Imagine a mountain lake, beautiful and pristine. Then imagine out of the blue a large rock, maybe even a boulder, maybe even a meteor falling into the middle of the lake. This is the traumatic event — the death of a loved one, the break up of a relationship, the loss of a career, health or an ability, for example.

When the boulder falls, the point of entering the lake is chaos. The water is churned up, huge splashes, bubbles, waves — all is thrown out of balance. Everything is upside down and out of control. If we are practiced at being aware and noticing, what we notice is this sense of being overwhelmed by huge emotions. We may be too overwhelmed to notice. We may rage against the very practices that have supported us because they are insufficient to protect us from this sense of being overwhelmed. I remember in the documentary ‘Fierce Grace’ when Ram Dass suffered a stroke and was being wheeled into the hospital, he wondered what was the point of all his meditative practice if at this moment it wasn’t there to make everything okay. (I’m paraphrasing.) He who had a strong spiritual practice all his life lost it in that moment of great loss and anguish. In that moment of incredible pain and turmoil, there feels as if there is nothing to hold onto. So we let go. We experience the pain of it. We do the best we can. Maybe we get lost, but just as we come back to the present moment and our breath in meditation after our mind has wandered, we come back to that which supports us. For meditators, it is our practice, our access to a sense of spacious oneness.

To continue our analogy: In the following days, weeks, months and years after the event, what we notice is periods where life goes on relatively normally, and then periods where we feel thrust ‘back’ into the churning emotions. For many of us, especially after a good deal of time has passed, we may see this as ‘losing ground,’ as if we are supposed to be making some kind of linear progress away from being affected by this event.

But remember the lake, the boulder falling, and what is the naturally arising result? There are ripples. Long after the boulder has settled at the bottom of the lake, the water radiates from the point of impact outward in widening circles. So too with a traumatic event. The calm spaces between the ripples grow wider, and the ripples grow smaller, but they still exist, quite naturally.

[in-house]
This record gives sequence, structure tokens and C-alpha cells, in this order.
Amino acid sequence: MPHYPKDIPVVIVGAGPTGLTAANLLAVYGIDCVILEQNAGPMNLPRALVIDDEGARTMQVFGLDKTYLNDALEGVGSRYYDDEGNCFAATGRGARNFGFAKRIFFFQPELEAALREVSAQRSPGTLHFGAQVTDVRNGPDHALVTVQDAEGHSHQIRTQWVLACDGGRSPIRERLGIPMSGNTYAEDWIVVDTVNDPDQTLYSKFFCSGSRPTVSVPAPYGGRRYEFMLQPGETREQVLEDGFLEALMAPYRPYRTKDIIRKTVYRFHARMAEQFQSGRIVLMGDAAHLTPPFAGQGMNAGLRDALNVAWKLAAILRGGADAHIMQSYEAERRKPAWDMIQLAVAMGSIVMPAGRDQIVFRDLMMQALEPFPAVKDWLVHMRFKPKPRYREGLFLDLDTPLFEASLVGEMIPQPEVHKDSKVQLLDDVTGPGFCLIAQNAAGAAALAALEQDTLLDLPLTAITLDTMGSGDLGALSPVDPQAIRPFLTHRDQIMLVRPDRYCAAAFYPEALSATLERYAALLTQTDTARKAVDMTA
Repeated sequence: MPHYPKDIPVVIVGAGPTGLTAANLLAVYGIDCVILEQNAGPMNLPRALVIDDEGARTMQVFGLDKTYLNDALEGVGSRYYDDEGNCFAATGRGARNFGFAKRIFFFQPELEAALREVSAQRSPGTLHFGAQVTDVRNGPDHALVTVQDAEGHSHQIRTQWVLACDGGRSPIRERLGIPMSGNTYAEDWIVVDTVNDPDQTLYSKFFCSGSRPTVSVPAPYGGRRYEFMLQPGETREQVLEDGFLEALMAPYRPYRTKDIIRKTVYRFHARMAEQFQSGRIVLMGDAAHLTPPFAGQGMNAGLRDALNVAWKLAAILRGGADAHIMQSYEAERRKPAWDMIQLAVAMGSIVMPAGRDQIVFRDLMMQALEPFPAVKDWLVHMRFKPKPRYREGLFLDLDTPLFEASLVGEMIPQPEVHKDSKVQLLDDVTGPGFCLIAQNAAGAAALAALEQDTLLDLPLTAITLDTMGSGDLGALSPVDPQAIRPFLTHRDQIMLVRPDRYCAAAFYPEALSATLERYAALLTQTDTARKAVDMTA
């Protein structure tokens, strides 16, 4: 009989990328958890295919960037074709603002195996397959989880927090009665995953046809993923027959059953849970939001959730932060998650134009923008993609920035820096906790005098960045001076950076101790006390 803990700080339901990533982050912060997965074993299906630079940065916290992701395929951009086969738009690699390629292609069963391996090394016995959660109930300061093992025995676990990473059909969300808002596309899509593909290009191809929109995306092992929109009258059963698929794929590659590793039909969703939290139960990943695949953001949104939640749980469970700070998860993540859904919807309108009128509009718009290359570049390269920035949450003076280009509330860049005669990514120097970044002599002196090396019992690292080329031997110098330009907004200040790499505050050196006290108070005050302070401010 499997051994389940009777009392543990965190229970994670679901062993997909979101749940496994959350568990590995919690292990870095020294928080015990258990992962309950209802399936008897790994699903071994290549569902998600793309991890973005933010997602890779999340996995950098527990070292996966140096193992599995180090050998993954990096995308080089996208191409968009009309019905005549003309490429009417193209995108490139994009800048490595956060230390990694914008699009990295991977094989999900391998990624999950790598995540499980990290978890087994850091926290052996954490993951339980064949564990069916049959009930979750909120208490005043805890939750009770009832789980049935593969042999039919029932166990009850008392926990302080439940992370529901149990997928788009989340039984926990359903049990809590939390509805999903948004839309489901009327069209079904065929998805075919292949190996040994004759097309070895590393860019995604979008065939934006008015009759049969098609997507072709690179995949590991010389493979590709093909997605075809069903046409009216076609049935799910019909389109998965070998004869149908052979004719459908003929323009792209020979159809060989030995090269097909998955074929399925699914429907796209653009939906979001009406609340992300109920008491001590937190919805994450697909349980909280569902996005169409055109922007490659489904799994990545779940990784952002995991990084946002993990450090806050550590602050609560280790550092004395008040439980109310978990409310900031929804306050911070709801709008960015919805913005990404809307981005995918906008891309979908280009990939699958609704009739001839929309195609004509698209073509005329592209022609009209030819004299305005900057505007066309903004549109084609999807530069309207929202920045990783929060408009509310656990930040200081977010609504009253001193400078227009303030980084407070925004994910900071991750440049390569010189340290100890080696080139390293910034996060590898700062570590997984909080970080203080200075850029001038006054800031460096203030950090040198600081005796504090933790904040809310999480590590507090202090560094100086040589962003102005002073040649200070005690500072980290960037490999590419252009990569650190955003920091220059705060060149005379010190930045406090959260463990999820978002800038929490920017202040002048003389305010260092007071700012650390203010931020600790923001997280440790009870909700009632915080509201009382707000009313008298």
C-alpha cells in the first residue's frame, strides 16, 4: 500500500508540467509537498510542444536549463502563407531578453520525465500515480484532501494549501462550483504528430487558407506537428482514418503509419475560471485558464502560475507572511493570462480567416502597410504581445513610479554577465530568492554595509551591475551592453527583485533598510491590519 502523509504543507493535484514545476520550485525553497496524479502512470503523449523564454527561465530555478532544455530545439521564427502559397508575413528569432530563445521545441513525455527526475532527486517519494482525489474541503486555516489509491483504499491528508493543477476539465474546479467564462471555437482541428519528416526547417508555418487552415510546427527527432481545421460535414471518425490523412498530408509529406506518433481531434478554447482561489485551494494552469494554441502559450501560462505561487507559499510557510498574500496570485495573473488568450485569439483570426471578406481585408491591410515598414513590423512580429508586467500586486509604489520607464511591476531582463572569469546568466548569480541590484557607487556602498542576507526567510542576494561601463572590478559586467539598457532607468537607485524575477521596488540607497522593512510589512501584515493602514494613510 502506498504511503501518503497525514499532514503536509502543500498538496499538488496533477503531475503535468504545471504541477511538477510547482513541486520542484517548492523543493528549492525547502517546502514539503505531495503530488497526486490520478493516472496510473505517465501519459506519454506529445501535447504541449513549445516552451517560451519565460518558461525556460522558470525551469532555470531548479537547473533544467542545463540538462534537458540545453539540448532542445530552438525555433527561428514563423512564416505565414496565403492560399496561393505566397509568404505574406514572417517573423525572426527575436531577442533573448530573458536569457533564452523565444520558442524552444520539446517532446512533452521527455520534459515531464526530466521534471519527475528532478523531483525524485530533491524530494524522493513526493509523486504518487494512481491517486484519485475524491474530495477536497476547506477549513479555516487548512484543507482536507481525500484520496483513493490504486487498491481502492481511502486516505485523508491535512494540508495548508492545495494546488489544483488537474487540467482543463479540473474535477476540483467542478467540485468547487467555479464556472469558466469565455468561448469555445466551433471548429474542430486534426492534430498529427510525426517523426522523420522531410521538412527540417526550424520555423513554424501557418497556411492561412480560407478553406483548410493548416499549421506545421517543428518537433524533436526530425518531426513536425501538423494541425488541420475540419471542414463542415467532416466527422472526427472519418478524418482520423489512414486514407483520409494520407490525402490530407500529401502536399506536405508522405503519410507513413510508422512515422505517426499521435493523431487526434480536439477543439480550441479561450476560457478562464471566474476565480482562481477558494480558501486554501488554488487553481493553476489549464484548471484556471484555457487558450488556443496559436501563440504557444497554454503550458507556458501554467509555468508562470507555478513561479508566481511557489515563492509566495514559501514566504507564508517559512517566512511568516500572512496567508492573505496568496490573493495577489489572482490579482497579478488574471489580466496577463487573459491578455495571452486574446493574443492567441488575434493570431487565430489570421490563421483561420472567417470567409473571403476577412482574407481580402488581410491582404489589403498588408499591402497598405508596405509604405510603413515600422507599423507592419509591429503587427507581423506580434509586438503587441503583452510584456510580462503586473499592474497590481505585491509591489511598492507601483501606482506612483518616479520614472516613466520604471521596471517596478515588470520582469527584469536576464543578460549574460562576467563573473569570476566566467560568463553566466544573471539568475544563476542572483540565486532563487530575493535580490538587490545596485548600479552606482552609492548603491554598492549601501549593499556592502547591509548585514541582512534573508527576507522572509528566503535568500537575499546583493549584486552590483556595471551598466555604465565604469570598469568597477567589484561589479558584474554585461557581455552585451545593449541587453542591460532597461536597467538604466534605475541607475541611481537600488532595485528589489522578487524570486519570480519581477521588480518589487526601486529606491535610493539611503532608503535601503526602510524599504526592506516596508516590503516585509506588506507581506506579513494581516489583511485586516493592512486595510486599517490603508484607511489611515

Just so, it is quite natural for us to wake up one day and feel quite strongly the emotional ramifications of that event, however long ago it was. Yesterday we were fine and today perhaps our heart aches, as if the boulder is sitting on our chest. At these times it is most skillful to acknowledge that this is natural, no matter what anyone says, and to give ourselves whatever kindness we can, not to make the feelings disappear, but just to create enough spaciousness in our awareness to experience them, to allow for them.

This is an important lesson for all of us, whether the loss is our own or someone else’s. We can remember this image when a friend seems to be ‘slipping back’ into grief or depression. These feelings are amplified by misinterpreting them as failings to keep up the time-lined task of healing. At these times a true friend doesn’t say, ‘It’s been x amount of time. Get over it already!’ or words that sound like that to the person addressed, even when put in a nicer way. This brings us back to remembering that even though loss is universal, we each experience it in our own way, and no one else can tell us how we should be feeling.

Mindfulness Practices We Might Already Have
We also discussed if one doesn’t have a daily meditation practice and doesn’t feel there is time in the day to create one, how to take an existing activity and make it a mindfulness practice. Being more mindful — in the moment — as we walk, for example, instead of using it as a time to make a to do list or put buds in our ears to listen to someone elses words. Swimming also is a natural for mindfulness practice, so full of sensations to draw our attention. So that is something to consider if life just feels too full to add a meditation practice. I work with people one on one to help them develop space for daily practice in whatever form it takes. Contact me if that is something you would like to explore. But let me still put in a plug for at least some sitting practice!!

So that’s some of what we explored in our sangha discussion. If you weren’t there, I hope I’ve given you at least of taste of what you missed!